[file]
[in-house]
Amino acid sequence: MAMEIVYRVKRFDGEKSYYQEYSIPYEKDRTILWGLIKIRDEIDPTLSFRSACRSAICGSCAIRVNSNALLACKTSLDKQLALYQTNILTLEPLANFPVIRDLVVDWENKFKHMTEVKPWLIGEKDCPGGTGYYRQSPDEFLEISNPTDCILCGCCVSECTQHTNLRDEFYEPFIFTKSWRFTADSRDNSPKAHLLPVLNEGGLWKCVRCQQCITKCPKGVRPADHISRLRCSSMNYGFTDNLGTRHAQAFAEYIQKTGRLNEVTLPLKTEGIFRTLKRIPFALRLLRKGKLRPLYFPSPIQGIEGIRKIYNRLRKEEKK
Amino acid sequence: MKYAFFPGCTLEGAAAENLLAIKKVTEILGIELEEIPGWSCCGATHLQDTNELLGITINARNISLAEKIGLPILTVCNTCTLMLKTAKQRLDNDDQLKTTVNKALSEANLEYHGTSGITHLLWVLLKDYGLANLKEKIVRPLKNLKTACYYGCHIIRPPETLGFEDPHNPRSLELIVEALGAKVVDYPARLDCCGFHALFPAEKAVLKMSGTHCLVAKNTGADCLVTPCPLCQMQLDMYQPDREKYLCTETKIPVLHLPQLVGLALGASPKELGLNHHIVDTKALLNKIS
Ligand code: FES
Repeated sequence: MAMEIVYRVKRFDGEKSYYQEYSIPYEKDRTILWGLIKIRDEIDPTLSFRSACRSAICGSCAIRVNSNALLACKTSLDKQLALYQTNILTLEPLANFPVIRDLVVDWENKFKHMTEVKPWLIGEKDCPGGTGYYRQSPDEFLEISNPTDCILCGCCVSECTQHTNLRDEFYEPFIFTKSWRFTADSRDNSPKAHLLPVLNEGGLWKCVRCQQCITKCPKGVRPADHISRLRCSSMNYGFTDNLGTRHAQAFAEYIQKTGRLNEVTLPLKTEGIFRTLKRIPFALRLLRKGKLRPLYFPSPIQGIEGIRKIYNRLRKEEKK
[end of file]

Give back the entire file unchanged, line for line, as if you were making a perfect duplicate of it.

[in-house]
Amino acid sequence: MAMEIVYRVKRFDGEKSYYQEYSIPYEKDRTILWGLIKIRDEIDPTLSFRSACRSAICGSCAIRVNSNALLACKTSLDKQLALYQTNILTLEPLANFPVIRDLVVDWENKFKHMTEVKPWLIGEKDCPGGTGYYRQSPDEFLEISNPTDCILCGCCVSECTQHTNLRDEFYEPFIFTKSWRFTADSRDNSPKAHLLPVLNEGGLWKCVRCQQCITKCPKGVRPADHISRLRCSSMNYGFTDNLGTRHAQAFAEYIQKTGRLNEVTLPLKTEGIFRTLKRIPFALRLLRKGKLRPLYFPSPIQGIEGIRKIYNRLRKEEKK
Amino acid sequence: MKYAFFPGCTLEGAAAENLLAIKKVTEILGIELEEIPGWSCCGATHLQDTNELLGITINARNISLAEKIGLPILTVCNTCTLMLKTAKQRLDNDDQLKTTVNKALSEANLEYHGTSGITHLLWVLLKDYGLANLKEKIVRPLKNLKTACYYGCHIIRPPETLGFEDPHNPRSLELIVEALGAKVVDYPARLDCCGFHALFPAEKAVLKMSGTHCLVAKNTGADCLVTPCPLCQMQLDMYQPDREKYLCTETKIPVLHLPQLVGLALGASPKELGLNHHIVDTKALLNKIS
Ligand code: FES
Repeated sequence: MAMEIVYRVKRFDGEKSYYQEYSIPYEKDRTILWGLIKIRDEIDPTLSFRSACRSAICGSCAIRVNSNALLACKTSLDKQLALYQTNILTLEPLANFPVIRDLVVDWENKFKHMTEVKPWLIGEKDCPGGTGYYRQSPDEFLEISNPTDCILCGCCVSECTQHTNLRDEFYEPFIFTKSWRFTADSRDNSPKAHLLPVLNEGGLWKCVRCQQCITKCPKGVRPADHISRLRCSSMNYGFTDNLGTRHAQAFAEYIQKTGRLNEVTLPLKTEGIFRTLKRIPFALRLLRKGKLRPLYFPSPIQGIEGIRKIYNRLRKEEKK